Houses of Interest: Oxfordshire

The first entry in the Oxfordshire Houses of Interest post isn't a house, it's a castle.

Broughton Castle to be precise, home of Lord Saye and Sele. And what a castle! Broughton is a fourteenth century moated manor house.

William Fiennes, the 8th Lord Saye and Sele, emerged as one of the leaders of the Puritan Parliamentary group in the 1630s who were opposed to the autocratic (and religious) behaviour of Charles I. He earned the nickname 'Old Subtlety' because of his meticulousness in outwitting the King's advisors.

Among the fine collection of miniatures on display is one of John Pym

William was one of the founders of the Providence Island Company: the Company met frequently at the Castle - although those meetings were often a front for covert meetings of the opposition to Charles I. Attendees included John Hampden and John Pym (two of the 'birds' that famously flew the House of Commons); Lord Brooke; the Earl of Warwick; and Sir Henry Vane.

Colonel Nathaniel Fiennes

Lord Saye and Sele raised a Regiment of Foot, and his sons, Nathaniel and John both raised a Regiment of Foot and a Regiment of Horse.

The ground floor is heaving with Civil War militaria...

The Great Hall

...and portraits, including


A corridor of cuirasses

Proving mark

View of the walled garden from the first floor 

There are a number of display cases in the Great Parlour on the first floor...

...displaying a large number of original pamphlets documenting Lord Saye and Sele's speeches, as well as some significant other artefacts .

A Privy Seal Bag from the reign of Charles I

After the Battle of Edgehill, the Castle was besieged by Prince Rupert and occupied by Royalist forces for a short time. A rather curious* equestrian portrait of Rupert hangs in the Great Parlour.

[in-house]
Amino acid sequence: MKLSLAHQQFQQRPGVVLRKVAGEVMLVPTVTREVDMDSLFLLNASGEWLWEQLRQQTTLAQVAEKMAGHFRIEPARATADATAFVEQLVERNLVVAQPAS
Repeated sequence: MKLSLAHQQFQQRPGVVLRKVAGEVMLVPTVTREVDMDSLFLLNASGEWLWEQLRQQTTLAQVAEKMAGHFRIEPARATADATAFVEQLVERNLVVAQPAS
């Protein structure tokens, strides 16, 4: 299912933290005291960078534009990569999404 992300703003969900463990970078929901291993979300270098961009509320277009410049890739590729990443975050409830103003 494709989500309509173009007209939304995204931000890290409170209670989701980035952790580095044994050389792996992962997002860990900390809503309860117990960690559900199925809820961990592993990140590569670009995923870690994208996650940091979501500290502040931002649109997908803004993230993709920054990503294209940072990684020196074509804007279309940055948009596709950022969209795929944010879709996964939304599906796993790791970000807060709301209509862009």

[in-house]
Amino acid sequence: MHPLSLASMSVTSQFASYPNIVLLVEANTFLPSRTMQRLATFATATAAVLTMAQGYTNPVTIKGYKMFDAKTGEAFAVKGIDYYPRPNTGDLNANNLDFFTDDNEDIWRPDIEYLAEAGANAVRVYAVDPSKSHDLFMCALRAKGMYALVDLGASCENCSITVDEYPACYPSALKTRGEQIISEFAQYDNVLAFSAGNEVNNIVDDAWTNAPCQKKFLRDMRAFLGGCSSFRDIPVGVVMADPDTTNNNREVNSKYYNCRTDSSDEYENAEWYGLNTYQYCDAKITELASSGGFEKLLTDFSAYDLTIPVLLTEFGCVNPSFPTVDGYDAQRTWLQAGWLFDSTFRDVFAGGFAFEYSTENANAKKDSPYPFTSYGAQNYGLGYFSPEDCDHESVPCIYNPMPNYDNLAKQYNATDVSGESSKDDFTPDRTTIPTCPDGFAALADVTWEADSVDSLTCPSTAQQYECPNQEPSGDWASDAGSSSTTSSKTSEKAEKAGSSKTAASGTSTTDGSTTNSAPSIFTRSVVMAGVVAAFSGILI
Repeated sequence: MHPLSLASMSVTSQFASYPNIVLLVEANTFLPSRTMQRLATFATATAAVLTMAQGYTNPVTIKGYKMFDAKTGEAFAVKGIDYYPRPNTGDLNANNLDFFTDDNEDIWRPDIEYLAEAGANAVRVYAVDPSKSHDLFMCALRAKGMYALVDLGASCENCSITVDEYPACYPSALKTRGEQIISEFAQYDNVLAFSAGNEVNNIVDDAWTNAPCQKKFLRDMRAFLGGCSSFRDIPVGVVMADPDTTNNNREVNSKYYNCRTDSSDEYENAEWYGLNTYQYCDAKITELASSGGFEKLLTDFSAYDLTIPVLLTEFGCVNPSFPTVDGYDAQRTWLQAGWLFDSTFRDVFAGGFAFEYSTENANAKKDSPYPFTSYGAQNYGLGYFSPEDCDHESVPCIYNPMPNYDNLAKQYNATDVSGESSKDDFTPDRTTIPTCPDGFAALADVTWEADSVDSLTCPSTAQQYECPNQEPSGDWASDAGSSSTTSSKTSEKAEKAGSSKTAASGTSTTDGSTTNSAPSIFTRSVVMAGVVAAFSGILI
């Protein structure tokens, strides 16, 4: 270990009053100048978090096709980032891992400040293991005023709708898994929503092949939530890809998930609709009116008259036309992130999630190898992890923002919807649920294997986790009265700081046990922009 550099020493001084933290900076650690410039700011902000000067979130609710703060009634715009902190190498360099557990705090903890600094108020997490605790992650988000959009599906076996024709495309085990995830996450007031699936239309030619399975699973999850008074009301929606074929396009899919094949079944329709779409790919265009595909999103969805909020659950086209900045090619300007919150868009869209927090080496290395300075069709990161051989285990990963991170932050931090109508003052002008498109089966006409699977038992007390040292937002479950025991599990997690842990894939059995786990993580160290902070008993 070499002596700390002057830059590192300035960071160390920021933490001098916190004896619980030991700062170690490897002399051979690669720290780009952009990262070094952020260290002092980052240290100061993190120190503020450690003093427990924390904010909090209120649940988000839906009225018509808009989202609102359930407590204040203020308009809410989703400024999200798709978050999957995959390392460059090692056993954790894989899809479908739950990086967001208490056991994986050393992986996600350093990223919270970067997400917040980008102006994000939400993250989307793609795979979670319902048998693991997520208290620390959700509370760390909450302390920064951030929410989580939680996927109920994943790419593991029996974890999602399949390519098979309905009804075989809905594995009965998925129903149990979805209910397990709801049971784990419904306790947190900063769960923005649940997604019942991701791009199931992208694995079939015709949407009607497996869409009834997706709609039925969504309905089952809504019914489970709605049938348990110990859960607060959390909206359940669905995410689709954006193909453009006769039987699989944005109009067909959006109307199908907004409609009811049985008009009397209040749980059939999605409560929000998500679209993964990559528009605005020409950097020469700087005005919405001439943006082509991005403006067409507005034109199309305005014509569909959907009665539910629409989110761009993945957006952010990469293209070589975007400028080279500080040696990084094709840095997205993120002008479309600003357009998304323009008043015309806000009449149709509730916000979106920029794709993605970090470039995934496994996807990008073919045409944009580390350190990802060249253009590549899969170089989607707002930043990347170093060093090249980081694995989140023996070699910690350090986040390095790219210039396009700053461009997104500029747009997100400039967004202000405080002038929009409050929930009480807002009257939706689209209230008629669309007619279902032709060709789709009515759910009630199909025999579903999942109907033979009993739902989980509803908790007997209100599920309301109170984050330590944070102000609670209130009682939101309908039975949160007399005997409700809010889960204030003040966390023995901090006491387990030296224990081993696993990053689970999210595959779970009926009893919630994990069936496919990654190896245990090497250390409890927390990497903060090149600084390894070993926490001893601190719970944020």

Broughton has very limited opening times, as it is still a family residence. Check the website before visiting. Sadly, at the time I visited, the church (next door) had differing opening times and wasn't open on the days the Castle was open. The church houses the tomb of Lord Saye and Sele.

It is quite possible that the line in the nursery rhyme "Ride a Cock Horse To Banbury Cross" might have a reference to the Fiennes family of Broughton Castle - as the line "to see a fine lady" could actually be "to see a Fienne lady".

Our next entry is more of a 'for information only' entry, as access to the site is very limited indeed, sadly the battery can not be viewed from outside the property either. Cornbury Park was fortified in order to protect the approaches to Oxford. There is a very well preserved battery emplacement within the grounds. Cornbury Park does occasionally open its ground to the public for events, whether the site can be accessed during these events I know not. The Historic England listing can be found here, and a historical description (pdf download) can be found here.

Postcodes for SatNavs
Broughton Castle OX15 5EB
Cornbury Park, Charlbury, battery location OS Grid SP356182

* I'm being polite

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  1. Another excellent contribution from your ECW travelogue.

  2. Wonderful post Radar; great to see the pics of the russeted armour .


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